(CNN) – After withstanding searing criticism from both rivals and fellow Republicans on his secretly recorded remarks at a fund-raiser in May, Mitt Romney and his campaign are mounting a counter-offensive with a recording they hope will go viral as well: then-Illinois state Senator Barack Obama speaking favorably of "redistribution."
The audio clip first surfaced Tuesday, as Democrats were seizing upon their own video of Romney speaking at a private fund-raiser in Florida. That event was held in May.
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The clip of Obama was recorded in 1998 at Loyola University, according to Romney's campaign and fellow Republicans who are aggressively promoting it. It features the future president discussing what he calls a "propaganda campaign" against government funded entities, and suggesting better ways to make government more effective.
"There has been a systematic – I don't think it's too strong to call it a propaganda campaign – against the possibility of government action and its efficacy," he is heard saying in the audio clip. "And I think some of it has been deserved."
Later in the recording, Obama says he wants to "resuscitate this notion that we're all in this thing together, leave nobody behind, we do have to be innovative in thinking how – what are the delivery systems that are actually effective and meet people where they live."
He continues: "I think the trick is figuring out how do we structure government systems that pool resources and hence facilitate some redistribution – because I actually believe in some redistribution, at least at a certain level to make sure that everybody's got a shot."
It's those final words – "I actually believe in some redistribution" – that Republicans have latched onto, characterizing them as an endorsement of redistributing wealth, rather than making sure government agencies were well supported. Many conservatives argue redistributing wealth is akin to socialism.
The clip, which appeared Tuesday afternoon on the conservative Drudge Report website, was subsequently tweeted by Reince Priebus, the chairman of the Republican National Committee.
When Romney appeared on Fox News later in the day, he made the "redistribution" video a central part of his first answer.
"The president's view is one of larger government," Romney said. "There's a tape that came out today where the president's saying he likes redistribution. I disagree. I think a society based upon a government centered nation where government plays a larger and larger role, redistributes money, that's the wrong course for America, that will not build a stronger America, or help people out of poverty."
On Wednesday, Republicans continued the onslaught, releasing a web video tying the 1998 comments with more recent remarks, including the "you didn't build that" line which has been played on repeat by Republicans since Obama made the comment in July.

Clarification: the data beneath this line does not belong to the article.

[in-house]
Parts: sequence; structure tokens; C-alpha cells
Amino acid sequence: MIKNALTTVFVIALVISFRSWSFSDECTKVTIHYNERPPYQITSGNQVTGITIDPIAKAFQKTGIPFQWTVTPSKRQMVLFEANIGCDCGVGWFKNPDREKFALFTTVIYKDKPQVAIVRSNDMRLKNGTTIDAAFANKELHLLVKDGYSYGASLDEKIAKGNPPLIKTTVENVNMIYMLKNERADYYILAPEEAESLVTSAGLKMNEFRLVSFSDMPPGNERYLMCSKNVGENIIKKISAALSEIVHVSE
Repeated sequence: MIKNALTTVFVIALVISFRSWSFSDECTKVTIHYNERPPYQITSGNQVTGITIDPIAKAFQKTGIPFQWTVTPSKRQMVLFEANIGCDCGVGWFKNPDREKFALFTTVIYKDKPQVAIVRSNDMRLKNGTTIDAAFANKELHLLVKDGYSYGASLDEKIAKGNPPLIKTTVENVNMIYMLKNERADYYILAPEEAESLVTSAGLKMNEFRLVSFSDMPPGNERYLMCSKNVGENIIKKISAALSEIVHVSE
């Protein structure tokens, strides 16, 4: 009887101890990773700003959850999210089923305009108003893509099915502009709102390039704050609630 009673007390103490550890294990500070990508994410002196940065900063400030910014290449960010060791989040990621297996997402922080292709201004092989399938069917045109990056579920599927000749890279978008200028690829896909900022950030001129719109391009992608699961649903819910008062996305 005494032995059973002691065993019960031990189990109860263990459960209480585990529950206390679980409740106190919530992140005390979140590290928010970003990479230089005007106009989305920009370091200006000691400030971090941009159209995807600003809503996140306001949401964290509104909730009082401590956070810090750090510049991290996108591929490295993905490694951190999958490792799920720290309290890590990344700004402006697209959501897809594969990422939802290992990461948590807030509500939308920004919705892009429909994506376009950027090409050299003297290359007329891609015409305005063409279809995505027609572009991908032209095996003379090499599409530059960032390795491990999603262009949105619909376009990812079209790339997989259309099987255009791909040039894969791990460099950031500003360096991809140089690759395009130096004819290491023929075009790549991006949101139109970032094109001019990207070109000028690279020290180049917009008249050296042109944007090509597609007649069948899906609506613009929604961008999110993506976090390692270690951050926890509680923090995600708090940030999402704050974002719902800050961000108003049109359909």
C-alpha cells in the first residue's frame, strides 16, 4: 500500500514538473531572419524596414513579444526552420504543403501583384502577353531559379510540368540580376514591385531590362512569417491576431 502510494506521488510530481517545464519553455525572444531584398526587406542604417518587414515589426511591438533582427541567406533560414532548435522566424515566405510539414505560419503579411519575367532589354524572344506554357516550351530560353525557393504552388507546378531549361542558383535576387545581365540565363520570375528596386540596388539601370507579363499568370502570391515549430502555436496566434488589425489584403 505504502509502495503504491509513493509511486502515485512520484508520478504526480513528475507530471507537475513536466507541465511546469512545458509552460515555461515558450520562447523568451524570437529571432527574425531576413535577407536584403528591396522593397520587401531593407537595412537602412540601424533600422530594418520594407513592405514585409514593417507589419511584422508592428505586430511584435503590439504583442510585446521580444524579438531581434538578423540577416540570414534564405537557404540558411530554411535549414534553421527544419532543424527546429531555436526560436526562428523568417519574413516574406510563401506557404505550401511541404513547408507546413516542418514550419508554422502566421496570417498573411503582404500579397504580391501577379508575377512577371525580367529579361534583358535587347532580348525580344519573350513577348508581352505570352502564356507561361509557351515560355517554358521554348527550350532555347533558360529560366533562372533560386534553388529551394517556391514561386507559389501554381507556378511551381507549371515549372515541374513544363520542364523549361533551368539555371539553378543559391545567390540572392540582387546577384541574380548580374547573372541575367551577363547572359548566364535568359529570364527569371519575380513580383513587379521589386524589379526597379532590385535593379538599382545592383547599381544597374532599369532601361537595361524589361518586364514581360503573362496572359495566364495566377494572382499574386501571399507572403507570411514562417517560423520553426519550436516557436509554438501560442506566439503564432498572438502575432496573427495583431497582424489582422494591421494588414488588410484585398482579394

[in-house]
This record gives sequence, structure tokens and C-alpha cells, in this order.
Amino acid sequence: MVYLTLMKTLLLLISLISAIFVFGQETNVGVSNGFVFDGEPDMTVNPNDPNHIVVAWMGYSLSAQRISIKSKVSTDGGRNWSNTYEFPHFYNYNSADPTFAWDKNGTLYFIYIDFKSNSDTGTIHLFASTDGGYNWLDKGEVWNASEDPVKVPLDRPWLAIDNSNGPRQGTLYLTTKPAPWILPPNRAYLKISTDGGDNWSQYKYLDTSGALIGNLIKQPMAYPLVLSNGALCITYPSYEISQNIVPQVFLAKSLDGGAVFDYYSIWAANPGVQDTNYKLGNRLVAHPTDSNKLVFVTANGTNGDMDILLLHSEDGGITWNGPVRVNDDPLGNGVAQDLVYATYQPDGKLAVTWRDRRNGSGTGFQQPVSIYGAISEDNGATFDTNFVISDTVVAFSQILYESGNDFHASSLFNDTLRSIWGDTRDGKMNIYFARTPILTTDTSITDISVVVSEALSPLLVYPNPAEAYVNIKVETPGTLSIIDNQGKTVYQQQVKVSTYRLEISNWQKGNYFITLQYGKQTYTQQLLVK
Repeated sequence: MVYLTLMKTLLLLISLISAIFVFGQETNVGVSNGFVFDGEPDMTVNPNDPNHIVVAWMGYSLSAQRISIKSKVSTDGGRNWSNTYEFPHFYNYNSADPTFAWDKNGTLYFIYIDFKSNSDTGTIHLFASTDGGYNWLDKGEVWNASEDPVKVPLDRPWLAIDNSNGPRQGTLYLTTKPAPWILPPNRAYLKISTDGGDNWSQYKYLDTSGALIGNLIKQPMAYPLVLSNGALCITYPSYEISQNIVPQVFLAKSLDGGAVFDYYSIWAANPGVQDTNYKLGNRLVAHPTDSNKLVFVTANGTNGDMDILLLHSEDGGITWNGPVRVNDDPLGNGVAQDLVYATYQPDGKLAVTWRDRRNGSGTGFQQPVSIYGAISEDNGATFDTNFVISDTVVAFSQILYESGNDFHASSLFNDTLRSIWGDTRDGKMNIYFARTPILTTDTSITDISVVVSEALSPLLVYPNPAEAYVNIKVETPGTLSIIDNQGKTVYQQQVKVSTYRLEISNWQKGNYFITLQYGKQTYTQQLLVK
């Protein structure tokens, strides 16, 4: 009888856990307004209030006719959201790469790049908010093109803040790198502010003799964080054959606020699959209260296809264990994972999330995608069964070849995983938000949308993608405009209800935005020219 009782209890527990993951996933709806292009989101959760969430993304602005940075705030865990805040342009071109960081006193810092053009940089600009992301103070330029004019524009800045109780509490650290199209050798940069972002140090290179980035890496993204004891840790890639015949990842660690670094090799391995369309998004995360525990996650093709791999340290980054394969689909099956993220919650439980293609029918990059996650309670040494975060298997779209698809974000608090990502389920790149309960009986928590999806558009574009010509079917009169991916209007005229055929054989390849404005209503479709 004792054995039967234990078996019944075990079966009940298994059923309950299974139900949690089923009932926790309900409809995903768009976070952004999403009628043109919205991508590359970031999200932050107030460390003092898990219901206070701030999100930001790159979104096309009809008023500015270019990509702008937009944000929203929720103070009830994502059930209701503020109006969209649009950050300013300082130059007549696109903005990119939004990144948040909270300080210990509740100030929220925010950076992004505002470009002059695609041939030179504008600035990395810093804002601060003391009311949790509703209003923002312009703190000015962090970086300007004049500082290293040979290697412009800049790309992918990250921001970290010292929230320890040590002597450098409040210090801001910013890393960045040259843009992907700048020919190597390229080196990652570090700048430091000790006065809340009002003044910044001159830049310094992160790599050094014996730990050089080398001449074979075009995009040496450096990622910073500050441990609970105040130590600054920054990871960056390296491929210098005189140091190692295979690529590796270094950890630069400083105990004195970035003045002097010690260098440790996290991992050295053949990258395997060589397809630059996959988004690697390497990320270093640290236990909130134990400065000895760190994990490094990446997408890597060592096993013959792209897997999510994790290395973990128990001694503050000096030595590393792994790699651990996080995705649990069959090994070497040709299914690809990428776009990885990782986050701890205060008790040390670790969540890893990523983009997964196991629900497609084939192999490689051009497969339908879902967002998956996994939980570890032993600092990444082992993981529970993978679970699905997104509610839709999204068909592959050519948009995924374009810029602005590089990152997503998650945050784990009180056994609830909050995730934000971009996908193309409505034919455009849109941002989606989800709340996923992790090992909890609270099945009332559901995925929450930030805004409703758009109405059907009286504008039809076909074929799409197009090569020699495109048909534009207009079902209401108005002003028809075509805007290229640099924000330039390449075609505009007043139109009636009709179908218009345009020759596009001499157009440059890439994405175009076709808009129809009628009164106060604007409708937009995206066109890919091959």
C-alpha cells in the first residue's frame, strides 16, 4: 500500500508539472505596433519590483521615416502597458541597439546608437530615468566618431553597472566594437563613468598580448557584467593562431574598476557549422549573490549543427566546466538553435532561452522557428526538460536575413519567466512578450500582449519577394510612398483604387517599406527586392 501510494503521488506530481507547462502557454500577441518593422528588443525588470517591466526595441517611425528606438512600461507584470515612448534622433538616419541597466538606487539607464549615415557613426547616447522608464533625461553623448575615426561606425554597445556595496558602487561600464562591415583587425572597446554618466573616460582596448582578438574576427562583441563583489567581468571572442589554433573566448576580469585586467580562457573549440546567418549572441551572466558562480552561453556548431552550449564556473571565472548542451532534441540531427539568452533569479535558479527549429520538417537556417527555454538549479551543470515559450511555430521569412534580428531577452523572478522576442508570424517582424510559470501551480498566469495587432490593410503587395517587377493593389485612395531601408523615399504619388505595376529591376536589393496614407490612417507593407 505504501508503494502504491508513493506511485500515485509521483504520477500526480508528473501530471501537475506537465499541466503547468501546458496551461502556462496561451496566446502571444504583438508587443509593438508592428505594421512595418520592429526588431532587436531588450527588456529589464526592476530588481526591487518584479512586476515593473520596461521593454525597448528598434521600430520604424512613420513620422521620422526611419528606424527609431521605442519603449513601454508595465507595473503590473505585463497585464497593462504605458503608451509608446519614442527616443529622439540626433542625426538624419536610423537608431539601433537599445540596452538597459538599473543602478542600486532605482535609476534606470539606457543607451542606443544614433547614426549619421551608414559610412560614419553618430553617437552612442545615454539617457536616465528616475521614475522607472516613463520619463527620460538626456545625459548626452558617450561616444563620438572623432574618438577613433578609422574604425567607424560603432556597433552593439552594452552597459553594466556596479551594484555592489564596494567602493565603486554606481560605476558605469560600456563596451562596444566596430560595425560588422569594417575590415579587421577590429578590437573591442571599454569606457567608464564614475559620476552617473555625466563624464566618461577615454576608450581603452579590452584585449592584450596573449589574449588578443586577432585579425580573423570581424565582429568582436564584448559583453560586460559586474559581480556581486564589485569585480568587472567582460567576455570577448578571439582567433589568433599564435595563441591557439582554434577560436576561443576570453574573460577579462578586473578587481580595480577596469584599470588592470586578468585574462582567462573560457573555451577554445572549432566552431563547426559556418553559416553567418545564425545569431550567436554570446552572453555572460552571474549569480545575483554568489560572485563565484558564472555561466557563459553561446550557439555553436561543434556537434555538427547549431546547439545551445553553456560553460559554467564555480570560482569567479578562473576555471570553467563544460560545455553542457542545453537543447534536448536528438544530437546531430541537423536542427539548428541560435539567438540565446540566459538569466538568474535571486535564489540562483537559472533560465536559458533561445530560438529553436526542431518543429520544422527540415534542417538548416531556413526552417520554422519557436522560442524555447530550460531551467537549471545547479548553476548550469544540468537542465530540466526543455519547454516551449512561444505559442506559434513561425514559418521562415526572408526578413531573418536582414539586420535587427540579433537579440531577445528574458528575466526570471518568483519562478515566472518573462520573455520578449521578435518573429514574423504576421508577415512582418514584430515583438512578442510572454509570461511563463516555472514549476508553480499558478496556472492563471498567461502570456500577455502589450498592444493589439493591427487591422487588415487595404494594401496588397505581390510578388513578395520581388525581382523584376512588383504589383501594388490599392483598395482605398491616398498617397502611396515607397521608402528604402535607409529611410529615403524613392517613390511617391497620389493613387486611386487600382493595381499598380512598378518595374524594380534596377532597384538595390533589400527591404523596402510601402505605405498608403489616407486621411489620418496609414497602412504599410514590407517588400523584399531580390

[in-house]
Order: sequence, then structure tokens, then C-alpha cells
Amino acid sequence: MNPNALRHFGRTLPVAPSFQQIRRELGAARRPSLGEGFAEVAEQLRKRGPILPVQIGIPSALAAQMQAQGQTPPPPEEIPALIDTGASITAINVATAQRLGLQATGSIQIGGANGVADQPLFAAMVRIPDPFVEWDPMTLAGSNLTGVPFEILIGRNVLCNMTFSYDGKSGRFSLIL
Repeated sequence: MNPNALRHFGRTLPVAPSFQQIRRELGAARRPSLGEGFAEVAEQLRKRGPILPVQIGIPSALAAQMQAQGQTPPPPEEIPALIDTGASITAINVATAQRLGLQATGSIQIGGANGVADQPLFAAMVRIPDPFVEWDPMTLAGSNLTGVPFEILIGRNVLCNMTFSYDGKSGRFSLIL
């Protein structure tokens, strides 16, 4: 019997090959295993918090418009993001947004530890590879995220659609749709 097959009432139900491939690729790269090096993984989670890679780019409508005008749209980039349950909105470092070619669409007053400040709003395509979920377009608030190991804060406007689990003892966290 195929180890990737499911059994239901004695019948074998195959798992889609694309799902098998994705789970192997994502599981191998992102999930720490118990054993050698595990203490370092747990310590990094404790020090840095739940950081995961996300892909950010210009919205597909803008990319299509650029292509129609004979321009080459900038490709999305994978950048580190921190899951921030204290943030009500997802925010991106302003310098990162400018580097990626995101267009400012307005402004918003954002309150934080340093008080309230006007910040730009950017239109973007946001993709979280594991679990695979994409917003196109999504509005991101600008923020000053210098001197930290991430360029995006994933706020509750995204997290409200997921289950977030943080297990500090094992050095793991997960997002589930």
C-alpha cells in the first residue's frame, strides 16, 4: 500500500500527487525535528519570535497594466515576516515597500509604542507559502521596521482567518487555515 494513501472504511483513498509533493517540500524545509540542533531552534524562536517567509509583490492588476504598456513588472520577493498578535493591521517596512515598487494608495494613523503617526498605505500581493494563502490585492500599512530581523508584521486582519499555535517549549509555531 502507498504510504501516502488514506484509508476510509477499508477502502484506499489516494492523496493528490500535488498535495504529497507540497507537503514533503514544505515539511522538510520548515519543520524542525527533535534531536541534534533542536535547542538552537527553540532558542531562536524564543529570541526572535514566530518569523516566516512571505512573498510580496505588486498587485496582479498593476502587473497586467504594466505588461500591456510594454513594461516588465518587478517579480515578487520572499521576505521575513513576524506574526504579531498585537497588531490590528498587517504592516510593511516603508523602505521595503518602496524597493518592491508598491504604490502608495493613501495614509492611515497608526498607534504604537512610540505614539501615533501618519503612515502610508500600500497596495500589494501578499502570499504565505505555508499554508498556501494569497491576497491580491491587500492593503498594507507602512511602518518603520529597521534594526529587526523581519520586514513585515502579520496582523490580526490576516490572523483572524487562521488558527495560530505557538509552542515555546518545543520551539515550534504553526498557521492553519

It also includes video of "60 Minutes" correspondent Steve Kroft grilling Obama on so-called "redistribution of wealth," but doesn't include any of Obama's answers.
In the "60 Minutes" interview from December, Obama doesn't say that he's for redistributing wealth, but rather that he wants people to feel like they're being given a fair shot.
"Look, everybody's concerned about inequality," Obama said in response to Kroft's question. "Those folks in there, who were listening to the speech, those are teachers and small-business people, and probably some small-town bankers, who are in there thinking to themselves, 'how is it that I– we're - working so hard, we now have Mom and Dad working hard,' maybe if they're lucky, they might have two jobs to try to pay off their house note, and it just seems like they're treading water?"
In the 2008 presidential campaign, the "redistribution" argument arose when Obama told Samuel Wurzelbacher (known to most as "Joe the Plumber") that "when you spread the wealth around, it's good for everybody."
Sen. John McCain, the 2008 GOP nominee, claimed Obama was running "running to be redistributionist in chief." His running mate, Alaska Gov. Sarah Palin, went further, saying "now is not the time to experiment with socialism."
Matt Rhoades, Romney's campaign manager, wrote in a memo Wednesday that Obama's "vision for America is a government-centered society, where government grows bigger and more active, occupying more of our everyday lives."
Ben LaBolt, a spokesman for the Obama campaign, responded to the "redistribution" clip in a statement Tuesday.
"The Romney campaign is so desperate to change the subject that they've gone back to the failed playbook co-authored by Sarah Palin and Joe the Plumber," LaBolt wrote.
"Fourteen years ago, then-Senator Obama was making an argument for a more efficient, more effective government – specifically citing city government agencies that he didn't think were working effectively," LaBolt continued. "He believed then, and believes now, that there are steps we can take to promote opportunity and ensure that all Americans have a fair shot if they work hard. Unlike Governor Romney, he doesn't believe that if you're a student who applies for a loan you're looking for a handout."